Ethan Zuckerman, from the Berkman Center for Internet and Society at Harvard Law School, is talking about "Media Attention in the Age of the Weblog: Will Blogs Make News More or Less Global? He starts with the role of amateur astroners in astronomical discovery — a role transformed by technology (the telescopes) and community (internet connected individuals).
Zuckerman zeros in on a subset of blogs that are affecting news creation. His particular interest is the poor reporting of developing world news in traditional media. Question: will bloggers improve coverage of developing world or will the first-world bias of many bloggers lead to a lessened focus on the developing world? ["By geeks, and for geeks."]
Comparison between Japan and Nigeria : similar populations, Nigeria is 2nd largest economy in sub-Sahara Africa, but an order of magnitude difference in CNN reporting. Galtung and Ruge (1965) explored foreign news in Norwegian papers over 2.5 years, in search of what causes foreign news to be reported.
Interesting: the more a story involves personal narrative, the more likely it is to be reported.
For the first time, in 1964, we had real-time satellite news: coverage of the Olympics in Japan. This was before digital "film" …
if you can show news from anywhere in the world, why don’t we? See "MacBride Report" (Many Voices,, One World)
Constraint has moved from atoms (minutes on TV, ink/paper on newspapers) to attention.
Ethan has a script that scrapes info from Google News and transforms it to a global map that, by color, shows country "mentions". "Light coverage" means fewer news hits. He then corrects looking at population. GDP is a proxy for economic power and predicts news coverage with a good R-squared.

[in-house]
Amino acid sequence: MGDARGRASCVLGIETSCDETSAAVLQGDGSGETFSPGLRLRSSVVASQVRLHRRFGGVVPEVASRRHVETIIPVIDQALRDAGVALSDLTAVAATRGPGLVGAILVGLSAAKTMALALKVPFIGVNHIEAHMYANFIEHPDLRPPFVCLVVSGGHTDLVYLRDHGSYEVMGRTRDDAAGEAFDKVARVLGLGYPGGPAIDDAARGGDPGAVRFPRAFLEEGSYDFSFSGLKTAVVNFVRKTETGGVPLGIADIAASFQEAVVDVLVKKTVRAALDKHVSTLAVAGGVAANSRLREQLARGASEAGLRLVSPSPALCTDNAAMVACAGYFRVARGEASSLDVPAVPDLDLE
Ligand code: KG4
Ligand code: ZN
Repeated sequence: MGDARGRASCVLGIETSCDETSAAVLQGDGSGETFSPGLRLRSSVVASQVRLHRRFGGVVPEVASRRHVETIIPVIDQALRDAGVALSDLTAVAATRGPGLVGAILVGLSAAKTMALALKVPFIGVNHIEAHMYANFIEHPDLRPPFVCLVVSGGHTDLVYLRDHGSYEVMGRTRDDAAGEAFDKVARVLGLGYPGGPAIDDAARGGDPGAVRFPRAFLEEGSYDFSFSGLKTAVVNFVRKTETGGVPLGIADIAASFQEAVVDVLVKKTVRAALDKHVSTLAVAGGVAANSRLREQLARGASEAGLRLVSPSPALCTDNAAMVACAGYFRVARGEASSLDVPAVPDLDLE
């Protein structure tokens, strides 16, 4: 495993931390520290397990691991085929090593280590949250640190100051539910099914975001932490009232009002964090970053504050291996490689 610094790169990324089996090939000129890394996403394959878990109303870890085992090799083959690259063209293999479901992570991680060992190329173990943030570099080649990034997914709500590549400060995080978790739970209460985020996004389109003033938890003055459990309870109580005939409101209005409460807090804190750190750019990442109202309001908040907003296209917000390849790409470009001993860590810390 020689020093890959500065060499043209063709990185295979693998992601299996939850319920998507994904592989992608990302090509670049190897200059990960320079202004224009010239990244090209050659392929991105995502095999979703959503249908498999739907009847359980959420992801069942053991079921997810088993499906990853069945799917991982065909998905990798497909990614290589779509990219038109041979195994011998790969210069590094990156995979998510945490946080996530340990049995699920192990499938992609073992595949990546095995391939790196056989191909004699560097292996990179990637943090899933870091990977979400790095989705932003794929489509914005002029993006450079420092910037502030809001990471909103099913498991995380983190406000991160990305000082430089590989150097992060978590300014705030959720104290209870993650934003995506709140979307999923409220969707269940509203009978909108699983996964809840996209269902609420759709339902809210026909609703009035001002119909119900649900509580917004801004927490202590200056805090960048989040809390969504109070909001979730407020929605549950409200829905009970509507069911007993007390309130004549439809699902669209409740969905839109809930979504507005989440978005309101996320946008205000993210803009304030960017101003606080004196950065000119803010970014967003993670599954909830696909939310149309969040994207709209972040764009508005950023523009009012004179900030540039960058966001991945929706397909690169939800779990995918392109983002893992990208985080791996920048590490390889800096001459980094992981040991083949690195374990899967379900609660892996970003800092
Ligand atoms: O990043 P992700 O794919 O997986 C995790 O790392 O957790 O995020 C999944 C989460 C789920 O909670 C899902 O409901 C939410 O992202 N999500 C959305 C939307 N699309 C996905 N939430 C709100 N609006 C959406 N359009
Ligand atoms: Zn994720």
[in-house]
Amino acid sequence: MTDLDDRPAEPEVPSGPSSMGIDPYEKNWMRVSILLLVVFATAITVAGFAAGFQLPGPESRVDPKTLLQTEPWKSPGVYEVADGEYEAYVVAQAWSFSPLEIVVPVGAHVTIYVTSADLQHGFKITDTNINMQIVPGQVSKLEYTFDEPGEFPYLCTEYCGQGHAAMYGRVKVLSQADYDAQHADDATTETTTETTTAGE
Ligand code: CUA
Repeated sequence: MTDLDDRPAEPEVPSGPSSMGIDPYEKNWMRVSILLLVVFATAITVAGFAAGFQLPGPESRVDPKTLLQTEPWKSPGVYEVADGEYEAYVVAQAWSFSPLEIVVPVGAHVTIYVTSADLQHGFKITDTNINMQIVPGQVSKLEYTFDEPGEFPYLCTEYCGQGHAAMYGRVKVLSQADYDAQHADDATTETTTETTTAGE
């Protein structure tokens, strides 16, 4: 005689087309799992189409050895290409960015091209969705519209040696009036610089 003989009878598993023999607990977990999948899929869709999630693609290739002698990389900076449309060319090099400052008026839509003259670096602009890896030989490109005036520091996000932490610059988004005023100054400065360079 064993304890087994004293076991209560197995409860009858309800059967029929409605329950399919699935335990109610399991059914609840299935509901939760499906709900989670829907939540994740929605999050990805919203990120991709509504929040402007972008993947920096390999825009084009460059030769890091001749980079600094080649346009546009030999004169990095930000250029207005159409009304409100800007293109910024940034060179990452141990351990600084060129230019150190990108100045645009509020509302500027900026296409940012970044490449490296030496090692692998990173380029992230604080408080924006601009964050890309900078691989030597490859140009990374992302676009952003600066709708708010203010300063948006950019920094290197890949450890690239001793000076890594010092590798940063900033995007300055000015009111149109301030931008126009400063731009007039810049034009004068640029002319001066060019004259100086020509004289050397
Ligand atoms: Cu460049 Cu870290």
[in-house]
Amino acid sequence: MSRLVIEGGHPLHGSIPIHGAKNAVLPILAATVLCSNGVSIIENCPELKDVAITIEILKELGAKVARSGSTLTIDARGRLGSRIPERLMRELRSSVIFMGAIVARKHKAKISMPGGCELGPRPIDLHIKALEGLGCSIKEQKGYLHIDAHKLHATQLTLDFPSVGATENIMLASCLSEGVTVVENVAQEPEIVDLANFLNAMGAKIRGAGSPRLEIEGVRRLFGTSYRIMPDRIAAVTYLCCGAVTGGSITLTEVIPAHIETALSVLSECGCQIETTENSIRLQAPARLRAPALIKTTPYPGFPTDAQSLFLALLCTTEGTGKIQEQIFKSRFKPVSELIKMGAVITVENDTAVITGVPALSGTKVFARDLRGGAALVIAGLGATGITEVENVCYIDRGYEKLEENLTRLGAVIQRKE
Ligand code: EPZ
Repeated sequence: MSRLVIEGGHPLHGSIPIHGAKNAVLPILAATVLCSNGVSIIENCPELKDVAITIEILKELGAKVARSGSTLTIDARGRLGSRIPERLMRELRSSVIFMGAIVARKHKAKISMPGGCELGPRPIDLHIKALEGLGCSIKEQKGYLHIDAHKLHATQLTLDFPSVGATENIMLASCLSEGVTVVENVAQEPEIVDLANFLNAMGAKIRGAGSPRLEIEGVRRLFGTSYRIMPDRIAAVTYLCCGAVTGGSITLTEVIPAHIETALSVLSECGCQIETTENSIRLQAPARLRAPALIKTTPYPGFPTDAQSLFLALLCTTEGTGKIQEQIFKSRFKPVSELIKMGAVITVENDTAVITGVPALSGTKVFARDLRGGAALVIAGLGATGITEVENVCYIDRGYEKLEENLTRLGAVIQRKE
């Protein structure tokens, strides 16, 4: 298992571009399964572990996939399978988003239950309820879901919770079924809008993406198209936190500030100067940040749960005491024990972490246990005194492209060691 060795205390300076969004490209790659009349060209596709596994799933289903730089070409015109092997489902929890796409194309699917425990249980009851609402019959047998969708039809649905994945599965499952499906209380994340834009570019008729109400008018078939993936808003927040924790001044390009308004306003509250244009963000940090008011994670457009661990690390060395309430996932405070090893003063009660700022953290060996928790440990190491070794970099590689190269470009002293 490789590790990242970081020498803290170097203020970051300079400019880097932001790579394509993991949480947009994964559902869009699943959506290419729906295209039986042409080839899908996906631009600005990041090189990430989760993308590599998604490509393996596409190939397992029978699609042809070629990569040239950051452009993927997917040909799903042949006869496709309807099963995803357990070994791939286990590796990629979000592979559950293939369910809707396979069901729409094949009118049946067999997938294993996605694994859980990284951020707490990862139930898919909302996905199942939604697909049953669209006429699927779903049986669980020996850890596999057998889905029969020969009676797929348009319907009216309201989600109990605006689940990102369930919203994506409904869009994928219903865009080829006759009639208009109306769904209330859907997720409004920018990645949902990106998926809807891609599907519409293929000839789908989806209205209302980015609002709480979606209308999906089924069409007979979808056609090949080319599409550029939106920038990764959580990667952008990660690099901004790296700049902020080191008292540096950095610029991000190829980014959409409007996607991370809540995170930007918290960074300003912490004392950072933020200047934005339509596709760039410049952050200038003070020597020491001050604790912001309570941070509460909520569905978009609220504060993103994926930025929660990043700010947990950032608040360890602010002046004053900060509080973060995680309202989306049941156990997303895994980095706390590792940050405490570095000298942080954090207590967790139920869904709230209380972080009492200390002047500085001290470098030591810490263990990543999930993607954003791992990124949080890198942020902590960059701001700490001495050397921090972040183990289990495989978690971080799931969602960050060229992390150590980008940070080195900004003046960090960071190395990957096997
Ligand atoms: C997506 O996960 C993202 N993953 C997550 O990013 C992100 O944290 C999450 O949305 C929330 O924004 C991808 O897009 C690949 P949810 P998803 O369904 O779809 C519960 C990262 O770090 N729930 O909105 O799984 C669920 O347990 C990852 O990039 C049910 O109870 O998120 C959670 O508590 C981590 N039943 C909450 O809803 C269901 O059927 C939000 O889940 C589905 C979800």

He then compares Google News with BBC; it results in a radically different media profile. BBC coverage correlates more closely with population than GDP.
How do blogs look at the world? Blogpulse map looks a lot like the GDP map. Side-by-side with Google News, blogs cover even fewer stories in eastern Europe, Africa, central Asia. If we look at Daypop verus Google News — these pay more attention to those ignored area of the world. Daypop has a different (more narrow) dataset than Blogpulse.
The Long Tail : 80% of the affects can be explained with 20% of the causes. Top 20% of nation’s in population (36 nations) – accounts for 82.7% of population; with GDP, it’s 92.8% of production.
In media: News Google – 75.3%; Washington Post – 74.5%; Fox News – 98.7%. Long tail with news,in general, and Daypop, in partcicular.
What bloggers read : LpkC (links per thousand circulation):
- CSM – 134.9 (technorati), 147.28 (blogpulse)
- Guardian – 101.5 (technorati), 122.38 (blogpulse)
- Scotsman – 34.42 (technorati) ; 254.39 (blogpulse)
- NYT – 62.89 (technorati) ; ? (blogpulse)